StJames - Didsbury Lancashire.jpg


Resources

Civil registration

Free BMD for post 1837 events.

Online index of Lancashire Births, Marriages and Deaths Lancashire BMD


Lancashire Online Parish Clerks

An extremely useful resource for research in Lancashire Parishes http://www.lan-opc.org.uk/


Parish Records

Transcripts of marriages 1561-1751 available on-line at Lancashire Online Parish Clerks.

Baptisms-1561-1757- Archives M22
Baptisms-1757-1892- MFPR 12
Baptisms Transcript- 1561-1757- 929.3272 D1
Burials-1561-1757- Archives M22
Burials-1757-1911- MFPR 12
Burials Transcript-1562-1757- 929.3272 D1
Marriages-1561-1751- Archives M22
Marriages-1838-18- MFPR 12
Marriages Transcript-1561-1751- 929.3272 D1

The Manchester Room and Greater Manchester County Record Office
Email: archiveslocalstudies@manchester.gov.uk

The Manchester Room@City Library (Local Studies)

The Registers date from 1561 and include the record of the baptism of Edward Barlow on 30 November 1585. He became a Benedictine priest and took the name Father Ambrose. He was arrested on Easter Sunday 1615 and was accused of being a papist. He was beheaded in Lancaster in September of the same year. In 1929 he was canonised and is the patron saint of the Roman Catholic church on Princess Road, West Didsbury.

Another entry in the Registers recalls the Civil War: '1642 - Mr Thomas Hebblethwaite was buried at Didsburie the xxiiith [23rd] of September. This gentleman came Anno Dni 1642 against Manchestr & was slaine at the seige there & was brought to Didsburie to bee buryed by Mr Turner Schoolmaster.'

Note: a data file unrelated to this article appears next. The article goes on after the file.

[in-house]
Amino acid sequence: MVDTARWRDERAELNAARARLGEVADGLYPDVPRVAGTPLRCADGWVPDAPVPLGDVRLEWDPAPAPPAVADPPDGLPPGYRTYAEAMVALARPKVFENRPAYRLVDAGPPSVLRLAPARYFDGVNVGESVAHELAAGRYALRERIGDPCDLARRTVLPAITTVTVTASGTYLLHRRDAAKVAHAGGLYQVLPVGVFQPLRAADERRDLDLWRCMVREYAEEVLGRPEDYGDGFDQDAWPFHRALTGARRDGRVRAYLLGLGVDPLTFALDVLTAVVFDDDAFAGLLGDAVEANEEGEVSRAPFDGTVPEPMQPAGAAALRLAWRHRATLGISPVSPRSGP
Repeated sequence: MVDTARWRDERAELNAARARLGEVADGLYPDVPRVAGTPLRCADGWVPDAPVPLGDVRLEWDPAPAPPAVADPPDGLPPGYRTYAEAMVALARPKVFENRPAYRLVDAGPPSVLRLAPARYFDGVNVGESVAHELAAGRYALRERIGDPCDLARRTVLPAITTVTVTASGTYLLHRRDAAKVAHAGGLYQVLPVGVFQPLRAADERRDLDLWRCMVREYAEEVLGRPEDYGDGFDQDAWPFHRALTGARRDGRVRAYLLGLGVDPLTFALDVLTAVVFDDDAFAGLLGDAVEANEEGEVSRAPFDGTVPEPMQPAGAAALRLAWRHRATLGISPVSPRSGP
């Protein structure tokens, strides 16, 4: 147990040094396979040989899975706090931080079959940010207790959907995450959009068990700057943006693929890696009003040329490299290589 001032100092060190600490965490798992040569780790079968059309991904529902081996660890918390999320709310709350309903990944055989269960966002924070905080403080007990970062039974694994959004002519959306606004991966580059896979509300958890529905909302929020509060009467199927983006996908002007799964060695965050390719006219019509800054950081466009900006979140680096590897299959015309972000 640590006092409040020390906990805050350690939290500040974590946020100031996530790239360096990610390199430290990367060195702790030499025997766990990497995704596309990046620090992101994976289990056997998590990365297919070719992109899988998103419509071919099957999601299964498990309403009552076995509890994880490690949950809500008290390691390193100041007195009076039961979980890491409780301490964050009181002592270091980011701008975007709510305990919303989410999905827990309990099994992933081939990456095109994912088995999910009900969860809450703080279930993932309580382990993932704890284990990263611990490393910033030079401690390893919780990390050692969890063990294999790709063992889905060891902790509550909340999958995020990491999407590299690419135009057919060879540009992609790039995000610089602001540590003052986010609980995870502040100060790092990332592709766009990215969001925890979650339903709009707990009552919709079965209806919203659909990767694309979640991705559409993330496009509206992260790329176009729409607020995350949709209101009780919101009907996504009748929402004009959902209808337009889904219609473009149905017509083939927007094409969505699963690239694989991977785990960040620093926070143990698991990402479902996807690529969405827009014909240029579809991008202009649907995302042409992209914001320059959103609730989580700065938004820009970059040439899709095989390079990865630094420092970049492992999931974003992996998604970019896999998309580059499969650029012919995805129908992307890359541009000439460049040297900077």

The Parish formerly extended over Moss Side, Burnage, Chorlton, Levenshulme, Rusholme, Withington, Birch, Reddish, Heaton Norris, Barlow Moor and Didsbury. During its existence the church has belonged to three dioceses: Lichfield, Chester and Manchester.


Parish registers for St. James' Church, Didsbury, 1757-1911 Microfilm of original records formerly held in the Manchester Public Library, Manchester.
Didsbury is a chapelry in the parish of Manchester Our Lady, St George and St Denys, Lancashire.

Content
Film
Baptisms, 1757-1892; burials, 1757-1911.
FHL BRITISH Film
559167
Marriages, 1838-1881.
FHL BRITISH Film
559168
Another copy.
FHL BRITISH Film
477548

Bishop's transcripts for St. James' Church, Didsbury, 1603-1864 Microreproduction of original manuscripts housed at the Lancashire Record Office, Preston.
The chapelry of St. James in Didsbury is in the parish of Manchester.
Lancashire Record Office: DRM/2/209-210

Content
Film
Baptisms, marriages and burials, 1603, 1619-1628, 1637-1639, 1670-1682, 1721-1824 (marriages end in 1752)
FHL BRITISH Film
1545650 Items 2-3
Baptisms and burials, 1825-1864
FHL BRITISH Film
1545651 Items 1-2



Census records

Poor Law Unions

Chorlton Poor Law Union,Lancashire

Maps

England Jurisdictions 1851

Web Sites



 

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  • This page was last modified on 11 March 2015, at 19:48.